December Wrap-Up

Finally, here we are at the end of 2020. At the start of the New Year I had so many things I was looking forward to this year, which, of course, had to be cancelled or put on hold due to the Coronavirus Pandemic. Hopefully things will start getting much more closer to normal at some point in 2021. There are so many people who I want to catch up with. Although Zoom and mobiles makes it easier to keep in contact with people, it certainly isn’t quite the same as meeting up and seeing someone in person.

I have made some more progress on the current novel I am writing and I have now written 58,031 words. It is still only a first draft and I suspect it may change over the coming months. But I’m happy with what I’ve written so far.

With just a day to go until the end of the year I’ve now read 159 books towards my goal of 160. I’ve nearly finished my current read so I should have that finished before the start of 2021.

I had a quieter month on the blog, blog tour wise. I took part in three blog tours this month and I’ve included the links below, in case you missed any.

Body Language by AK Turner

The Last Resort by Susi Holliday

Winterkill by Ragnar Jonasson

I have a busy month coming up in January and I’m taking part in five blog tours. The Curious Dispatch of Daniel Costello by Chris McDonald on the 12th, Dishonoured by Jem Tugwell on the 16th, The Sanatorium by Sarah Pearse on the 17th, The Captive by Deborah O’Connor on the 21st and The Burning Girls by C.J. Tudor on the 26th.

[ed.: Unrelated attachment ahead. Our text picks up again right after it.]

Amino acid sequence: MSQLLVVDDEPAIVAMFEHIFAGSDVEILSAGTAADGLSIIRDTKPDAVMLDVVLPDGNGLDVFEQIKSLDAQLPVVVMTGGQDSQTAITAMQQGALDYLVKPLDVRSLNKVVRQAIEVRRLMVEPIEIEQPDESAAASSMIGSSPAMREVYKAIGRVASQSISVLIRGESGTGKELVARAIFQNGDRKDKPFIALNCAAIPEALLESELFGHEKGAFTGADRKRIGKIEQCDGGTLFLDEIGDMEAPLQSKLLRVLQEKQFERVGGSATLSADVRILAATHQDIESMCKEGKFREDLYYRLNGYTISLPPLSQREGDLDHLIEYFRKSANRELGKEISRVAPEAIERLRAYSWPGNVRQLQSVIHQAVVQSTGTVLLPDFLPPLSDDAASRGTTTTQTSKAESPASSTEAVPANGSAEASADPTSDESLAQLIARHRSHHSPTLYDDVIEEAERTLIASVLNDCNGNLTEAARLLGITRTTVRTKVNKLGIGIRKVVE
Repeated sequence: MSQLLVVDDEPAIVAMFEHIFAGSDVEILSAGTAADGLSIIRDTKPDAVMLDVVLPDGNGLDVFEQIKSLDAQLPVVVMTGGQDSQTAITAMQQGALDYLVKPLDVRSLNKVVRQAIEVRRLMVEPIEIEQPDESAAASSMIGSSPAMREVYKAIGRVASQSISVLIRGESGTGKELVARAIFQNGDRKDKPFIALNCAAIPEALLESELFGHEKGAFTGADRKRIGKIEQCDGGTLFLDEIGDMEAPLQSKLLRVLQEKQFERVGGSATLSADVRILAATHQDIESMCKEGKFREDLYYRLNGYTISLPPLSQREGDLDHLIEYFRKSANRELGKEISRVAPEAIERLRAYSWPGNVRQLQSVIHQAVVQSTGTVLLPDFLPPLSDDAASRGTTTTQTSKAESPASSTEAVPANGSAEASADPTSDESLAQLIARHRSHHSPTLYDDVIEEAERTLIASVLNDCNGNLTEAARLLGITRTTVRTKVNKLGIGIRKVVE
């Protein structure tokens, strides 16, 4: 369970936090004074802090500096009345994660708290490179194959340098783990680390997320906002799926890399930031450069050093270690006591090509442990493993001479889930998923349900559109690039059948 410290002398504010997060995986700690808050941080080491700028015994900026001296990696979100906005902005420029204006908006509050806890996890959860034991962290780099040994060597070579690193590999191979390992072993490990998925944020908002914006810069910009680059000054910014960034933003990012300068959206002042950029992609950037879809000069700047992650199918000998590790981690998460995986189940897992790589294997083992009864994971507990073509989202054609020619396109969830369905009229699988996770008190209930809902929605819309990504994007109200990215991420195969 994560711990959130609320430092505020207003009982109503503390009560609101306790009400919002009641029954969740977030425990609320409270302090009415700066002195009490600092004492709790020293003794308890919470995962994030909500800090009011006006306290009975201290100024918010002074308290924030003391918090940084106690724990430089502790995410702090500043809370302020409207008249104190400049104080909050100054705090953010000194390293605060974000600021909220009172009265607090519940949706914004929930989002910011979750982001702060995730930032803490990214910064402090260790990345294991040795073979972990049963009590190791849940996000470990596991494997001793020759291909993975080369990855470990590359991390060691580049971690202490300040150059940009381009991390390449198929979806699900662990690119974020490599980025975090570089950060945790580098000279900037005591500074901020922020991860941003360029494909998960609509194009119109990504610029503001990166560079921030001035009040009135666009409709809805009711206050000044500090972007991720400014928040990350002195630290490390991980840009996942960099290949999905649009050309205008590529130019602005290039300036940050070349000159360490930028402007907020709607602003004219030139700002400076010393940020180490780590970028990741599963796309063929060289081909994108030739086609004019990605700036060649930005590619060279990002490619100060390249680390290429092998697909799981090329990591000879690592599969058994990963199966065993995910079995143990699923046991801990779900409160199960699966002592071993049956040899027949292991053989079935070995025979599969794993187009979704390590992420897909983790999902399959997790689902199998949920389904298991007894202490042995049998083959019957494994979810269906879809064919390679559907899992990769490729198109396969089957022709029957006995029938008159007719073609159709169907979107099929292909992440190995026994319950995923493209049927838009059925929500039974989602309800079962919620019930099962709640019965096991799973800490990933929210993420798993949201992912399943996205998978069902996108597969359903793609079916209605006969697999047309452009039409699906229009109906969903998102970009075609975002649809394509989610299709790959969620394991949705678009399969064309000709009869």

I also received some exciting book post this month. I received a copy of The Last Snow by Stina Jackson, Trust by Chris Hammer, The Sanatorium by Sarah Pearse, The Locksmith by Linda Calvey and The Appeal by Janice Hallett.

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That’s all from me this month. I hope you have a great year in 2021. At the moment I’m currently reading The Sanatorium by Sarah Pearse. Let me know what you’re currently reading in the comments. Are there any books which you can’t wait to read in 2021?

October Wrap-Up

Just two months left of 2020, what? Although I’m sure there are many who will be pleased to see the back of this year, me included. I’ve already seen signs that people are starting to get ready for Christmas, although there are some people I know, who have been getting excited since August. When I was younger I used to get excited about Christmas throughout the year, but now I don’t want to even think about it until late November. I’m keeping my fingers crossed that book events will be able to start up again next year.

Here in the UK we are going back into lockdown for a month this week. It was something I’ve been expecting for a while now, particularly with other countries in Europe taking similar action.

I managed to read eighteen books this month. In total, so far this year, I’ve now read 131 books towards my Goodreads challenge of 160.